Drowning Prevention Week

Drowning Prevention Week

Lancashire Fire and Rescue Service (LFRS) are supporting the National Fire Chief’s Council (NFCC) Be Water Aware campaign. The national Drowning Prevention Week campaign runs from 29 April – 5 May. It aims to highlight the risk of accidental drowning.

LFRS will be focussing their efforts towards runners and walkers, people on a night out and local hotspots. NFCC research showed that in 2017 half of accidental drownings happened when people didn’t even intend to go into the water. Activities such as running, walking, fishing and cycling near water can put you at risk of drowning.

On 9 March firefighters from Fleetwood and Preesall were called to assist the coastguards in a dog rescue whereby a dog had been swept 400m from shore. Thankfully the dog’s owner did not enter the water in a bid to save their pet, a decision we’re sure they would have found difficult, but ultimately meant that crews were only conducting one rescue that day rather than multiple.

Group Manager Mark Hutton, from Lancashire Fire and Rescue Service said; “people might be surprised to hear that firefighters deal with water rescues but we have six stations around the county that specialise in swift water rescue and two with specialist boat crews. Activities such as walking your dog or running along a canal can put people at risk of drowning and we hope that our work during ‘drowning prevention week’ will highlight these risks to people.”

Drowning Prevention Week

LFRS visit numerous schools in Lancashire leading up to half term periods sharing advice on campaigns such as ‘Dying for a Dip’ and ‘What Lies Beneath’ which highlight the dangers of open water swimming especially over the warmer months when water looks so inviting.

Cold water shock is another key theme that the fire service wishes to educate children, young people, their parents and carers when swimming or jumping into open water. Whilst hazards are present all year round, Spring is a particularly dangerous time of year as air temperatures rise quickly but water temperatures remain so low that cold shock (the body’s reaction to cold water that immediately causes breathing difficulties and muscle cramps irrespective of the fitness of the individual) is a very real risk; and one that children and young people are often unaware of. Cold water shock can affect everyone, even strong swimmers and the young and fit as they cannot control their body’s reaction, often resulting in a heart attack.

Be Water Aware

Mark continues by saying; “We are pleased to be part of the #BeWaterAware campaign as although LFRS will always immediately respond to calls for assistance from inland waterways, and typically our colleagues at the Coastguard and RNLI will respond to incidents at coastal locations, due to the nature of drowning incidents prevention is always far better than cure as no matter how fast the emergency response is sometimes we just cannot get to the location of people in difficulty fast enough.”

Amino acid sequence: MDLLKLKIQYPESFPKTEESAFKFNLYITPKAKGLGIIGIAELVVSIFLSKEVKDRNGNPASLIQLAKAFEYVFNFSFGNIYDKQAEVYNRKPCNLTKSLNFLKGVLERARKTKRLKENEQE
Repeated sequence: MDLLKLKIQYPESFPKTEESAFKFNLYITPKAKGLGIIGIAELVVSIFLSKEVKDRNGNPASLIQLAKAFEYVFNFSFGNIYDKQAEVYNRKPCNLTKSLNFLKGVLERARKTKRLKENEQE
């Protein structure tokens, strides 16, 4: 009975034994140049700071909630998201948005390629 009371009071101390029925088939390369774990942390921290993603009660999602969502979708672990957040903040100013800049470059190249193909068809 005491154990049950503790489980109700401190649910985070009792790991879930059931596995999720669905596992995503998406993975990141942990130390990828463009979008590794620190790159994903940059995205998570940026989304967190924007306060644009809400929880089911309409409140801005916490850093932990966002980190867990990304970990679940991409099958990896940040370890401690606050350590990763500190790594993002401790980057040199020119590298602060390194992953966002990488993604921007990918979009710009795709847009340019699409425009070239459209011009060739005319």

It’s particularly important for solo runners and walkers, particularly those with dogs, to take just a few moments to reflect on the key messages in this campaign and consider whether they could make small adjustments to their activities that will make them safer as it would be a tragedy if they got into difficulty when they are on their own.”

We would also love for parents and carers to be much more aware of the dangers of cold shock, and discuss it with the children and young people in their care. It is an incredibly sad situation but every year children drown after succumbing to cold shock when swimming or jumping into open water. Parents who have lost loved ones in such circumstances often didn’t know their children had gone off swimming in a river or reservoir. Let’s make this year different, please have those discussions and lets all #BeWaterAware.”

Get Home Safely

Firefighters and community prevention officers will also be targeting higher education establishments within the county to raise awareness of getting home safely after a night of drinking especially in areas like Lancaster University where the River Lune cuts through the city. Sadly from 2014-2019 there have been thirteen students who did not make it home after a night out due to drowning. They are urging people to never walk home alone, especially if they see someone unsteady on their feet. The NFCC have written to all University Vice Chancellors urging them to share water safety advice with their students.

It is also important to remember that our water safety advice is not only to be adhered to in the UK but also abroad or on holiday. People become more relaxed on holiday and continuing to #BeWaterAware whether that is spending a summer’s afternoon at St Annes beach, a week down in Cornwall or a holiday abroad to Spain. Having and sharing water safety knowledge could be the difference between life or death.

Basic Water Safety

Lancashire Fire and Rescue Service would like people to know some basic water safety information related to the #BeWaterAware campaign:

  • Don’t assume you’re not at risk of drowning just because you don’t intend to go into the water
  • If someone falls into water call 999. Advise the casualty to try and float on their back and relax. Try and shout for help nearby and throw them something to either drag them to safety or to aid them to float
  • Ensure children are fully supervised near water on holiday
  • Do not enter the water if you have been drinking or taking drugs
  • If you are going running alone try and tell someone where you are going
  • Never enter the water yourself to try and save someone

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